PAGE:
Being Uninsured in America
For the nearly 30 million people in the United States who have no health insurance, gaining access to care and paying for that care can be a challenge. A new “secret shopper” study explores whether the uninsured can get a new primary care appointment, and at what price. To understand what it’s like to be uninsured, a new Bloomberg News project provides the personal stories behind the statistics, highlighting why and how some Americans are going without health insurance.
In Health Affairs, Brendan Saloner and colleagues, including LDI Executive Director Dan Polsky, report findings from a secret shopper study they conducted in 2012/13 and in 2016. In brief, trained auditors called primary care offices in ten states seeking a new patient appointment. The investigators assessed whether appointment availability differed by insurance type and status, both before and after Affordable Care Act (ACA) coverage expansions. This latest study reports the results for callers who said they were uninsured. Would an uninsured caller be offered an appointment, and if so, how much it would it cost? Could the patient make any arrangements to bring less than the full amount to the initial visit (and pay the rest later)? In 2016 the callers also asked about a discount for low-income patients.
As shown below, in both time periods, about 80 percent of uninsured callers could get an appointment, at an average cost of about $160. Of those that got appointments, fewer than one in seven could make an alternative payment arrangement, and fewer than one in four (22.4 percent) were offered a low-income discount.
Source: Health Affairs
These outcomes differed for different types of primary care practices. In 2016, Federally Qualified Health Centers provided the highest rates of appointment availability (95 percent), at an average price of $89, and were far more likely than other practices to offer a low-income discount (79 percent vs. 19 percent). Practices participating in Medicaid managed care and those with mid-level providers were more likely to offer alternative payment arrangements and low-income discounts.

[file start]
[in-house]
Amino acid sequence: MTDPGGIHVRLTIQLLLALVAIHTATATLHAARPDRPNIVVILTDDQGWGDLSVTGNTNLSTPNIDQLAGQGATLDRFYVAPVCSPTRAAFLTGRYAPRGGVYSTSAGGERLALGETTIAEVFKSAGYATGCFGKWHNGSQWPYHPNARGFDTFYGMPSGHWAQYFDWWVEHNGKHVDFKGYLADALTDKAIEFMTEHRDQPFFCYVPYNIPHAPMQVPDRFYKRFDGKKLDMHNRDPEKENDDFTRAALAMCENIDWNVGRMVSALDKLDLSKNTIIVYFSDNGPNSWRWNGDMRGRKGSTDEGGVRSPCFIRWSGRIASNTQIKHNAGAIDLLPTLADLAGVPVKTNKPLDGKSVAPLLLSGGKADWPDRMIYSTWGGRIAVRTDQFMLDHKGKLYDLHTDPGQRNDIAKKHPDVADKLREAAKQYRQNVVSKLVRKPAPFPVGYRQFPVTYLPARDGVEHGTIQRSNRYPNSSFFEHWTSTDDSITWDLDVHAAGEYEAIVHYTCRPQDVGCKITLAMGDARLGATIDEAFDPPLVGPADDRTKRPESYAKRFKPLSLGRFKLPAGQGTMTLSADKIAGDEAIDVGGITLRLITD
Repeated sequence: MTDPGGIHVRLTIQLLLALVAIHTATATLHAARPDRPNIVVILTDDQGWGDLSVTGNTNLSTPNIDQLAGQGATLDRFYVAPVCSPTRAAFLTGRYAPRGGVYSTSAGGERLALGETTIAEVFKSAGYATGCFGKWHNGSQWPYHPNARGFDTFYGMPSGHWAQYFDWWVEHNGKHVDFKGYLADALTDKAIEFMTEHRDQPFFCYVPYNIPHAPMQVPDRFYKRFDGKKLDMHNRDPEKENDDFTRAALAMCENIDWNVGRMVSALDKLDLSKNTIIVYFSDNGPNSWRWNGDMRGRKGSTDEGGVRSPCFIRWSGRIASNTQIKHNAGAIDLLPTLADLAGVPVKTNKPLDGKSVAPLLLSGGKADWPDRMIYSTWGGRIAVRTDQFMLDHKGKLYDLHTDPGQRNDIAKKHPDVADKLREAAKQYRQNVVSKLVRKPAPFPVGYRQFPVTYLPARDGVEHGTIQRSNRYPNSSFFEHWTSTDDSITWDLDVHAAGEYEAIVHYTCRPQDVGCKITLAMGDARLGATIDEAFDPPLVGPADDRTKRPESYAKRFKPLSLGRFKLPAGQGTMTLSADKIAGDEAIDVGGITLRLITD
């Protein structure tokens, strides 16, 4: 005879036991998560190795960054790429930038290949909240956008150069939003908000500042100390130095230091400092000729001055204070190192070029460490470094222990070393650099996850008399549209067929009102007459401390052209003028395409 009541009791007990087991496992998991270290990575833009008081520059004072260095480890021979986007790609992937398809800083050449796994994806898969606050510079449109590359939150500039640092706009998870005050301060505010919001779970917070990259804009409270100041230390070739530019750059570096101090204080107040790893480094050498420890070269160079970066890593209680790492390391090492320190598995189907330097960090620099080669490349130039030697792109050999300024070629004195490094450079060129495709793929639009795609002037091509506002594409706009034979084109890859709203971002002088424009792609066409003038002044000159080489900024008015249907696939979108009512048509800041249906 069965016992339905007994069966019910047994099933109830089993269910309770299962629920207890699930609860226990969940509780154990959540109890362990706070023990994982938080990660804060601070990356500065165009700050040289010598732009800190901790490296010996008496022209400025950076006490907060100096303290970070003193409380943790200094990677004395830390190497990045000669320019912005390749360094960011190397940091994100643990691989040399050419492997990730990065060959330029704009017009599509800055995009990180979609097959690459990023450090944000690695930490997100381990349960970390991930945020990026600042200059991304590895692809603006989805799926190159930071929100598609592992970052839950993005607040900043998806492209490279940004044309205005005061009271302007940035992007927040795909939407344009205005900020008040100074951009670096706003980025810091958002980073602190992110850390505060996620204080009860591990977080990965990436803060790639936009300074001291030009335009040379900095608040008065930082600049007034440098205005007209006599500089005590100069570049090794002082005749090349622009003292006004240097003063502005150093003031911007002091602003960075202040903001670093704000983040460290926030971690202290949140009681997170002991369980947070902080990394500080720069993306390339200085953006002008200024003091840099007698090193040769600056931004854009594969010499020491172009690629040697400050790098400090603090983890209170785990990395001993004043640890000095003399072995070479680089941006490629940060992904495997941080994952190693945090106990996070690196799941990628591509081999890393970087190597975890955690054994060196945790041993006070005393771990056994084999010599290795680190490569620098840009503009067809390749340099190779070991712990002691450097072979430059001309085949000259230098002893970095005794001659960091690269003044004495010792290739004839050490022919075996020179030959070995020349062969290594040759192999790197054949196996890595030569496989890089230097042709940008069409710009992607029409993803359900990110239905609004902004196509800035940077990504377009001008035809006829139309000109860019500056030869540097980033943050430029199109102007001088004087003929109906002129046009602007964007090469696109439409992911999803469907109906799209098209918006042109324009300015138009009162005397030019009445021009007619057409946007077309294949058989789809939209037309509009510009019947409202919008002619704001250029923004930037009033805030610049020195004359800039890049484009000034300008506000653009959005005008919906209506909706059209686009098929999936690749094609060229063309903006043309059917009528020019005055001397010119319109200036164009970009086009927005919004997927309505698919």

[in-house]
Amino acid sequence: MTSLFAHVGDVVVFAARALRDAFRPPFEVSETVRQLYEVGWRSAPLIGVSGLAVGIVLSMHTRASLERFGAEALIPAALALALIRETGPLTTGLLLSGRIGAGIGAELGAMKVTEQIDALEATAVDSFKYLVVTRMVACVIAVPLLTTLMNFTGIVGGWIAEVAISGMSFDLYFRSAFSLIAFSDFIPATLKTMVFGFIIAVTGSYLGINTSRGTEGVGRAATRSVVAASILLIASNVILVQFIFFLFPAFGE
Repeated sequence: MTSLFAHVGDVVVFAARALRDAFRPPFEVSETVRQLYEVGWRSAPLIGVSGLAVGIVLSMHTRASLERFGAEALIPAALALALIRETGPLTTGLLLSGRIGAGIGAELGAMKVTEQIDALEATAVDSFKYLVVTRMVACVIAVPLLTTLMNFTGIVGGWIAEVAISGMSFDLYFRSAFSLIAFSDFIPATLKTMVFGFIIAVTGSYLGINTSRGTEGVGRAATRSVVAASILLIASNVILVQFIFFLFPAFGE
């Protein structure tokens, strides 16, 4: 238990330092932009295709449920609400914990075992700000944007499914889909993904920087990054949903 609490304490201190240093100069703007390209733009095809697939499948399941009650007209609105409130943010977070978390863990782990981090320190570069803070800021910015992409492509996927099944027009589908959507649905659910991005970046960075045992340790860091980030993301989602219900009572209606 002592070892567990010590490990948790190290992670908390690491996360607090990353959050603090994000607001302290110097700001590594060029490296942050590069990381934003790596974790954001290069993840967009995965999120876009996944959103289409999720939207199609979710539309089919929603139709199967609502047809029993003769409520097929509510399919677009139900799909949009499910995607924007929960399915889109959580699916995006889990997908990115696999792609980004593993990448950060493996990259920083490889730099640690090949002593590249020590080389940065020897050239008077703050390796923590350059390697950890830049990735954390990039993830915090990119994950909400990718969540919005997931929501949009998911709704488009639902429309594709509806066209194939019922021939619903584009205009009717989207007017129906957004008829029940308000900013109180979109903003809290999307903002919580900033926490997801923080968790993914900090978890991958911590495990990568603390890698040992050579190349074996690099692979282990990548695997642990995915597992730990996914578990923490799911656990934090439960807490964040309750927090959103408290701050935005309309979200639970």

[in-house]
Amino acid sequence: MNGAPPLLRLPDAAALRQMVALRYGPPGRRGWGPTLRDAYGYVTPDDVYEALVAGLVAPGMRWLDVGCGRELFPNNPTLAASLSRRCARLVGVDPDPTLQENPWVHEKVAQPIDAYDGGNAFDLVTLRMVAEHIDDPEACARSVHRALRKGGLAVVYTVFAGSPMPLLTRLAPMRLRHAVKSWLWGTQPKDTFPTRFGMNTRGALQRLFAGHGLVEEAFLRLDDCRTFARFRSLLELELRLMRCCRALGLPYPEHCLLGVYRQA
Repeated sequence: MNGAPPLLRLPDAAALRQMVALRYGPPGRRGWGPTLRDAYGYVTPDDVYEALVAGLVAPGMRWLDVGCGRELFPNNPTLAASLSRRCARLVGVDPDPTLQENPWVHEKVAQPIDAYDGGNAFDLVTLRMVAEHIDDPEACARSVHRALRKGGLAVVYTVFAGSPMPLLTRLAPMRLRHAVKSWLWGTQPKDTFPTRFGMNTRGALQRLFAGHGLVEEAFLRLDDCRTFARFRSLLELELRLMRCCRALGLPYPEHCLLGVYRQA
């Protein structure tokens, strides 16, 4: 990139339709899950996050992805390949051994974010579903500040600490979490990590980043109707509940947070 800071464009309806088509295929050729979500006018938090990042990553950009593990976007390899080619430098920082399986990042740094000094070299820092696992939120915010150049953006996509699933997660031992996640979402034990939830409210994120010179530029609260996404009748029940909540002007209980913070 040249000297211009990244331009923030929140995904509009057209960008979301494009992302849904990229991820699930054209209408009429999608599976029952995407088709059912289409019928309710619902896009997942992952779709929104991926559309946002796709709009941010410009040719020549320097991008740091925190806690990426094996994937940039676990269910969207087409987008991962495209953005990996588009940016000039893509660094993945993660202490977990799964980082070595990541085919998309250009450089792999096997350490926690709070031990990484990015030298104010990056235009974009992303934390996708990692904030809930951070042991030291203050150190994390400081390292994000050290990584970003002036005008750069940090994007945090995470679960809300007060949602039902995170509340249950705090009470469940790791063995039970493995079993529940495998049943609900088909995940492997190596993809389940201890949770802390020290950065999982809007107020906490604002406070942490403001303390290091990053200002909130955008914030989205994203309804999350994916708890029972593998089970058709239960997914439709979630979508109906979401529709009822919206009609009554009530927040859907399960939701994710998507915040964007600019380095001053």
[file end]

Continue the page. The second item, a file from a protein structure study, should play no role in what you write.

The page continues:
The average cash price of $160 for a primary care appointment would be unaffordable to many people. In a new Bloomberg News series, journalists John Tozzi and Emma Ockerman provide the human stories that illustrate what the secret shoppers encountered. For example:
Sarah Yoder and her 8-year-old daughter walked out of their pediatrician’s office in early February before the appointment began. Her family dropped their health insurance plan the month before, and the clinic didn’t offer a discount for paying cash. The checkup would have cost $150.
The Bloomberg project is following people who are ‘risking it’ and going without health insurance in the U.S. The series highlights that many individuals are making a choice that the health insurance options available to them, especially with rising deductibles, are too expensive. They’ve had to make tough choices, including insuring some members of the family and not others, and are able to lay out an economic argument for it.
This is consistent with a 2016 Kaiser Family Foundation poll in which 45 percent of uninsured adults said they remained uninsured because the cost of health insurance was too high. And a Commonwealth Fund finding that 85 percent of uninsured adults who shopped for coverage on the individual market, but did not enroll, said it was because they could not find an affordable plan.
The individuals included in the series are somewhat surprising. There’s a middle-age couple from North Carolina with an income that puts them in the top fifth of households, as well as a family of four in Louisiana that are small business owners with an annual income of nearly $150K.
Some are paying cash prices for care, or going without it. Some have chosen to enroll a high-need member of their household while the rest of the family remains uninsured. A few interviewees mentioned enrolling in direct primary care, a form of ‘retainer based medicine’ in which the patient pays a physician directly for services (see more about this and related models here). Others mention seeking out religious health-sharing ministries.
The number of uninsured in the U.S. has been trending upward, after reaching a record low following the ACA’s implementation (see chart). The cost of health insurance clearly contributes to this trend. And for people without insurance, the price of care may often be an insurmountable barrier to care. As we watch the trend line, and debate the reasons for its upturn, we cannot lose track that behind it are real people struggling to afford health coverage and care.